By Kari Hawkins, USAG RedstoneJuly 19, 2010
REDSTONE ARSENAL, Ala. -- There were 120 of them.
Dr. Wernher von Braun wanted more. But, in the end, he settled for 120 German specialists in rocket metals and propulsion to join him in an American project that would forever change the nation's view of space exploration and transform Huntsville into a center for missile and space technology.
Now, those 120 are forever remembered in a memorial at the U.S. Space & Rocket Center that includes a plaque in their honor and 120 bricks, each inscribed with the name of a German rocket team member. The memorial is located in the center's Apollo Court and, at certain times of the day, is shadowed by one of the German team's greatest accomplishments -- the Saturn V rocket that first took man to the moon.
"We are honored that you chose this location to honor these pioneers," said retired Brig. Gen. Larry Capps, director of the U.S. Space & Rocket Center, during a Wernher von Braun Team Tribute unveiling of the brick memorial July 3.
Those 120 specialists will forever be the founding members of America's space program and Huntsville's modern day growth, he said.
"The members of the Dr. Wernher von Braun team transformed Huntsville from a sleepy farming town and a mill town to a global leader in technology," Capps said. "They were a great team of pioneers who put the nation into space and accomplished one of the greatest technological achievements of all mankind."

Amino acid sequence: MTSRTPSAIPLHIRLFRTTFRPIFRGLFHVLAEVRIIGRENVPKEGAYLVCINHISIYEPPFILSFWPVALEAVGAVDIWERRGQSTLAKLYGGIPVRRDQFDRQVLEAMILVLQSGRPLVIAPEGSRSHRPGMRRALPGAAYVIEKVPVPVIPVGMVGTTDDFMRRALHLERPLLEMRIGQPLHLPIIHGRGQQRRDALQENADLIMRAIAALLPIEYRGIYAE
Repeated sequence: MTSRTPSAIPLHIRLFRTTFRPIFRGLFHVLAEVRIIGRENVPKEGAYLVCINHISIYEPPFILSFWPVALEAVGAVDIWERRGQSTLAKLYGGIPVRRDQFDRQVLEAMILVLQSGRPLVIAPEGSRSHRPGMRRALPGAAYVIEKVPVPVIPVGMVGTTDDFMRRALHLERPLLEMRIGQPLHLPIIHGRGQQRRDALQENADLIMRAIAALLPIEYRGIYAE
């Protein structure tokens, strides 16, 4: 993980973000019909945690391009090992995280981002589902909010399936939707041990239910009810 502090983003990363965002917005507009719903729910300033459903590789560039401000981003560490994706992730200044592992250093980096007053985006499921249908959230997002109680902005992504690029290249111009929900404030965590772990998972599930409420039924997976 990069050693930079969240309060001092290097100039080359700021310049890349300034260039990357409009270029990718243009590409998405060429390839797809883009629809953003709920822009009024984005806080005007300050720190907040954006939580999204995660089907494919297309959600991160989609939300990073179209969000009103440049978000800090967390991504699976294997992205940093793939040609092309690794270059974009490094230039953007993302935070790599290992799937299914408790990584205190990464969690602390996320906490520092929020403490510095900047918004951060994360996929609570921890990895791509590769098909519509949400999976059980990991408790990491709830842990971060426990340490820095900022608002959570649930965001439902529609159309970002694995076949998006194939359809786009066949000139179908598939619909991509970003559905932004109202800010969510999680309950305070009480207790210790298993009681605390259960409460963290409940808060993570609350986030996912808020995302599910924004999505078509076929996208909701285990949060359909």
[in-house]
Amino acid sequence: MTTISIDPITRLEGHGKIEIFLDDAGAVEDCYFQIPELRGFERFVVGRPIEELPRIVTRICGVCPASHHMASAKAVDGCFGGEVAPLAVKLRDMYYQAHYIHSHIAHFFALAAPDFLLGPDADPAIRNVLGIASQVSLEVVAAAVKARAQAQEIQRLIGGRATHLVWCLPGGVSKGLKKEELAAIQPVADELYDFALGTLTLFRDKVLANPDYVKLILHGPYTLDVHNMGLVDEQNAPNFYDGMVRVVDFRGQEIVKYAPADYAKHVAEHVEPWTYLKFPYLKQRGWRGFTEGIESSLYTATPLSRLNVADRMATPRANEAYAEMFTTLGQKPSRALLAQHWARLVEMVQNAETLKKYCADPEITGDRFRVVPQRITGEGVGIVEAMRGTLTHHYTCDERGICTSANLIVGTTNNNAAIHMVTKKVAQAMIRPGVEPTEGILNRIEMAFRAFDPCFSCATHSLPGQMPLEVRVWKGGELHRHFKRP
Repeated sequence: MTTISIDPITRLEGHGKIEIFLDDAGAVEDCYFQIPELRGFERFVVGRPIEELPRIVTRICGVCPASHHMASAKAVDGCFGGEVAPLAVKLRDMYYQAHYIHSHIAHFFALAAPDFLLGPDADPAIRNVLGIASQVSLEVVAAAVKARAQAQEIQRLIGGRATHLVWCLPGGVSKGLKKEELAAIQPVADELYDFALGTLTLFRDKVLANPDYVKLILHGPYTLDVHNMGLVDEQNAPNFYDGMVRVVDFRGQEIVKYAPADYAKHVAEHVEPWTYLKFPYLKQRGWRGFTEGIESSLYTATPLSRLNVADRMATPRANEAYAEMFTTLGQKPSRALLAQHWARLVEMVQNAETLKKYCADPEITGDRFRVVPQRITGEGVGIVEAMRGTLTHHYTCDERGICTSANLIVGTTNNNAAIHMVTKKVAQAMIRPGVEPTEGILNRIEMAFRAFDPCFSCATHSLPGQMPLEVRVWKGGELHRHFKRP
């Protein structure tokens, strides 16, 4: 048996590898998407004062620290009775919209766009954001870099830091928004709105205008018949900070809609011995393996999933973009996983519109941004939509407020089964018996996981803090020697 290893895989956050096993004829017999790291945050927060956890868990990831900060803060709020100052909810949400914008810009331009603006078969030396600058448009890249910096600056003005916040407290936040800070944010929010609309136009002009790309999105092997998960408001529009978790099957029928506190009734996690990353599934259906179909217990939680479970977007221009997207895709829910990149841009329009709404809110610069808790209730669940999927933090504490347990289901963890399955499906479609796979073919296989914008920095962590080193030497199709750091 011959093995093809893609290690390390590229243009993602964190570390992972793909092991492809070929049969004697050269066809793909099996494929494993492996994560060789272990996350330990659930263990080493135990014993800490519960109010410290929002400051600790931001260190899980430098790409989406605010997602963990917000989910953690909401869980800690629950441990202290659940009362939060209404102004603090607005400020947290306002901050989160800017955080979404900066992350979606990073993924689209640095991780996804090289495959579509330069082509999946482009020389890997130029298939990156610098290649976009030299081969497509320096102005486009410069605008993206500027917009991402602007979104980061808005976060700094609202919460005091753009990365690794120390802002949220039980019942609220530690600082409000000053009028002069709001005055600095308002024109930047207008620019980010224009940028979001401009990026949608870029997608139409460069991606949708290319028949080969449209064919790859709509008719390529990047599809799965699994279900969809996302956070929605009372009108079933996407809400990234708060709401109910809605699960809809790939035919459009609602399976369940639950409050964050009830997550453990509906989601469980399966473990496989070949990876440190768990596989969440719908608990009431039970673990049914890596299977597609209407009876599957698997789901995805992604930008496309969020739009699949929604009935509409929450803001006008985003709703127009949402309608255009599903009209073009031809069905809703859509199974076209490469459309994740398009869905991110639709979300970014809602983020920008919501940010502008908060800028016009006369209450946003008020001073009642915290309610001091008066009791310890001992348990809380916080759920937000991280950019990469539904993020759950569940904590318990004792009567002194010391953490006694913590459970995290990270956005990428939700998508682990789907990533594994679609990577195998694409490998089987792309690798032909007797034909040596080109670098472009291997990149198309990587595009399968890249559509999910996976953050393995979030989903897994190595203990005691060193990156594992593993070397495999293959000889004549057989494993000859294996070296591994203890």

Capps spoke in the shadow of the Saturn V during the tribute, which was part of a daylong reunion celebration for members of the German rocket team, their families and friends, and the American engineers who joined the Germans in developing rocket technology. Hans Fichtner, 92, was the only one of the seven remaining members of the German rocket team who was able to attend the tribute.
The reunion, which is an event held every even year, actually celebrated two key milestones in the history of the nation's space program - the 1950 move of the German rocket team from Fort Bliss, Texas, to Redstone Arsenal and the 1960 move of the rocket team from the Army Ballistic Missile Agency to NASA's Marshall Space Flight Center.
Describing Huntsville as a city that "rock and rolled to the best of test engines" in the 1950s and '60s, Capps said the memorial is a "permanent record of leadership, dedication and just plain hard work."
Capps thanked two relatives of the German rocket team - Heidi Weber Collier, daughter of the deceased Fritz Weber, and Jackie Dannenberg, widow of Konrad Dannenberg - for their efforts in remembering the legacy of the German rocket team.
The plaque at the memorial site, dedicated in January 2008, was sponsored and funded by the Marshall Retirees Association under the direction of then association president Jim Splawn and members Brooks Moore and Ellery May. The bricks were then made possible after a fund-raising effort led by Jackie Dannenberg and largely funded by a donation from wealthy German businessman Karlheinz Rohrwild.